Rockingham County Gazette & Hamptons Union , November 28, 1929
[The following article is courtesy of the Hampton Union and Seacoast Online.]
[Photo not in original newspaper article]
One of the most spectacular fires that we have had along this coast in some time took place a little after midnight on Monday [November 25th], leveling the greater part of The Carnival dance hall to a bed of ashes.
A coast guard, new in the service, passing the hall noticed the fire and instead of pulling in the alarm he kept on to the Life Saving Station, where he reported that the dance hall was on fire. It was somehow taken for granted that the dance hall referred to was the one at the Casino and it is understood that such a report was telephoned to the Fire Department which dashed up to the in double-quick time only to find, after spending considerable time hunting around, that all was well and just as it is likely to be on a cold, uninteresting night in November at the beach.
A trifle disgusted, they started back to the engine house, just in time to see the reflection in the water of the flames from the burning Carnival. The fire was well underway and the blaze could be seen for miles out to sea.
They pulled in their own alarm, a bit unusual for a fire department to have to do and raced to the blazing structure. This was at 12:20 a.m. and between the hours of 12:20 and dawn three alarms were sounded, but no outside aid was called.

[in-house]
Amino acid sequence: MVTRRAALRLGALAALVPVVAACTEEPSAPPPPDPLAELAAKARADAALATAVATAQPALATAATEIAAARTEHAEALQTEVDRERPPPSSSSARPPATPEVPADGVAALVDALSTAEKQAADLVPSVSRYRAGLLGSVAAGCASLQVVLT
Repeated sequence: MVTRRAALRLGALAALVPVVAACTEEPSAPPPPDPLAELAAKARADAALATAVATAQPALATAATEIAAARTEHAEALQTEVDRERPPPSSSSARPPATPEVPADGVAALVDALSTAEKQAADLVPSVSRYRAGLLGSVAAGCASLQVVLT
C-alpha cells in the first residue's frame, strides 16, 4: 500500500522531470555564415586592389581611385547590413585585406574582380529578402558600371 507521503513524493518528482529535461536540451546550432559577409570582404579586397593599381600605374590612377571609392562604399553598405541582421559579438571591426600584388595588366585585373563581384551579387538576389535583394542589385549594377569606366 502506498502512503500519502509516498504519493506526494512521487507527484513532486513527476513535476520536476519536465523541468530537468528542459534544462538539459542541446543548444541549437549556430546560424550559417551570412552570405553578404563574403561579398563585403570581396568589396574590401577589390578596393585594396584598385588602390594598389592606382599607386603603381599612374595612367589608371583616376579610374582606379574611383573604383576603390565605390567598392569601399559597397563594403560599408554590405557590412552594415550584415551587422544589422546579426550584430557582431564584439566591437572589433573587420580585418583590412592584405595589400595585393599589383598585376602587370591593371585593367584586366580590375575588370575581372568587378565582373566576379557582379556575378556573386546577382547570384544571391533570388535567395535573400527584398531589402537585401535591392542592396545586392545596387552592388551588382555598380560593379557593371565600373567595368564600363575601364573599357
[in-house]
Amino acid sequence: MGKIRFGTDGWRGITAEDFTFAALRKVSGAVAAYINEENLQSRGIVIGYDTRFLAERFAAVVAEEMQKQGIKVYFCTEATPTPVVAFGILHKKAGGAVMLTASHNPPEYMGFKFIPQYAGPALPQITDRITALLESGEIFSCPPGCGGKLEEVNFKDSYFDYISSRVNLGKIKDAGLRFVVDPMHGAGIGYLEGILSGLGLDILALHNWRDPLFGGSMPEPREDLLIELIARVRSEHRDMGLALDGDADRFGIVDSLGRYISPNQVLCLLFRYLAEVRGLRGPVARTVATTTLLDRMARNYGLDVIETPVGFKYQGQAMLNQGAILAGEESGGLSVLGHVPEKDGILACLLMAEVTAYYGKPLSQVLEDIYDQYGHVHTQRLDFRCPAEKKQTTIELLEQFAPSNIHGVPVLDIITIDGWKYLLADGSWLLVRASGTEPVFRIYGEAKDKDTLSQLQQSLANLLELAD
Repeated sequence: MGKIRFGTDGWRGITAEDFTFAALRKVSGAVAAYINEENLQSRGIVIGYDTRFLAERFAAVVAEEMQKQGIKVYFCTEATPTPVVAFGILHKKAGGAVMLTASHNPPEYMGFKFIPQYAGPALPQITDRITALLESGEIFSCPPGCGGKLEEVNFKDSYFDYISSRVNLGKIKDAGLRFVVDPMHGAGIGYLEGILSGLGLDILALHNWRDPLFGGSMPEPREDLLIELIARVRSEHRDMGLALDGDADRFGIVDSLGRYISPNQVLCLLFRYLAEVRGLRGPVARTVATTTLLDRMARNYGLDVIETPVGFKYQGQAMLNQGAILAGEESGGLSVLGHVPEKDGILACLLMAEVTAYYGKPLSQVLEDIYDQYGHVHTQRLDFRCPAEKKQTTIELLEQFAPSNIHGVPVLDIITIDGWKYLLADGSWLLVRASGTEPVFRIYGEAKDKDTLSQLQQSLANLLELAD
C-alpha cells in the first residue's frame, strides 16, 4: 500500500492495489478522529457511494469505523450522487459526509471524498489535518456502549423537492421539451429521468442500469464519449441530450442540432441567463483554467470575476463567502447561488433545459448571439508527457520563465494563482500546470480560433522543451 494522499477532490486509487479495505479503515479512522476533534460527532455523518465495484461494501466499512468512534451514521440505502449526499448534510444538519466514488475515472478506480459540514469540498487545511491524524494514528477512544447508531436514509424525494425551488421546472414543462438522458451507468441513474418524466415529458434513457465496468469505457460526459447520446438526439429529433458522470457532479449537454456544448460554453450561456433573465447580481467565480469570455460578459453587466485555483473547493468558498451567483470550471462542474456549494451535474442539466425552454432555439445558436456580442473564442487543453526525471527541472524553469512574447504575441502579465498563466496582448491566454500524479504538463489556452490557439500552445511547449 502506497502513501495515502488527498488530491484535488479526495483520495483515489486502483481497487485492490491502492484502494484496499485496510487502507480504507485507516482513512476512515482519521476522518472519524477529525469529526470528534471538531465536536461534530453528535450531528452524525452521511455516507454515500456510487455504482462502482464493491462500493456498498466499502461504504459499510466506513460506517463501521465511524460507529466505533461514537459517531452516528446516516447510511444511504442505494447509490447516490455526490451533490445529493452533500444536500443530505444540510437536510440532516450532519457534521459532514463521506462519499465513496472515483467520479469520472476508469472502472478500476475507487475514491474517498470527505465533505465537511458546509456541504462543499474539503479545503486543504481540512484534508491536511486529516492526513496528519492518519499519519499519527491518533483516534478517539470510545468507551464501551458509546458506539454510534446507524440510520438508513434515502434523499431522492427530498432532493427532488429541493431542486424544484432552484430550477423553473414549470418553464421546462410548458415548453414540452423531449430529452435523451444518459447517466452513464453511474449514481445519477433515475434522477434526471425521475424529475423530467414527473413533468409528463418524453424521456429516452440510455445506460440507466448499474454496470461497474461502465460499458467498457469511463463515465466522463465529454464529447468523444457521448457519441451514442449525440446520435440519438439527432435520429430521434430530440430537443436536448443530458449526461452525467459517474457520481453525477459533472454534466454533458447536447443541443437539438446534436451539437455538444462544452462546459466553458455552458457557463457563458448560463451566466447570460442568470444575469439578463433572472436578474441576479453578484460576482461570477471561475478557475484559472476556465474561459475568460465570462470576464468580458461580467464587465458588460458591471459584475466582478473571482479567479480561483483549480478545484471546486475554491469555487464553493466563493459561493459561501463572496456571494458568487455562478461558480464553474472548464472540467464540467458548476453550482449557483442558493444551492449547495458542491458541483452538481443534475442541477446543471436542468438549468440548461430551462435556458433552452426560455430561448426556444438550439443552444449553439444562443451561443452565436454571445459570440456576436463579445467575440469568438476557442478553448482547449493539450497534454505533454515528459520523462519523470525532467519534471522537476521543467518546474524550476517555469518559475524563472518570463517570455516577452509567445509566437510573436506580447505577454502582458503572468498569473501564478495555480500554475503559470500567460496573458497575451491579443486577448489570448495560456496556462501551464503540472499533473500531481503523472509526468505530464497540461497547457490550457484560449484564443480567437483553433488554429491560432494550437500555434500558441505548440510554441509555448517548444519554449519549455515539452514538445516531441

The loss is approximately $25,000 and is more than half covered by insurance. When the UNION reporter visited the place just the front and one side wall remained standing. The café underneath was the biggest loser, the
kitchen utensils, etc., being a total wreck. The exits and entrances are all roped off and it is impossible to get very near, but, after all, there isn’t much to see, only the smouldering ruins of a place where thousands have tripped merrily across the waxed floors that are not charred and water soaked.
The dance hall was built five or six years ago by two promoters, Messrs. Denault & Blackwell, and later was sold to Armas Guyon who had two very successful seasons there before the enlargement of the Casino dance hall. The property was heavily insured and was advertised to be sold at mortgagee’s sale November 30, in favor of B. T. Janvrin who furnished the lumber for its construction. The loss was about $25,000 with insurance of $15,000.
The origin of the fire is under investigation.
Many See Carnival Dance Hall Ruins
December 5, 1929
Nearly 5,000 people came to the beach Sunday to view the ruins of the fire, which last Monday morning destroyed the Dance Carnival at Great Boar’s Head.
From ten in he morning until late in the afternoon there was a steady line of automobile traffic, the majority of the cars having Massachusetts registration plates. The few places that were open on the beach did a thriving business.
As a result of the investigation the authorities now are inclined to abandon the incendiary origin theory. Fire Chief Homer B. Whiting is of the belief that the blaze was caused by a cigaret from a “petting party” in the rear of the building.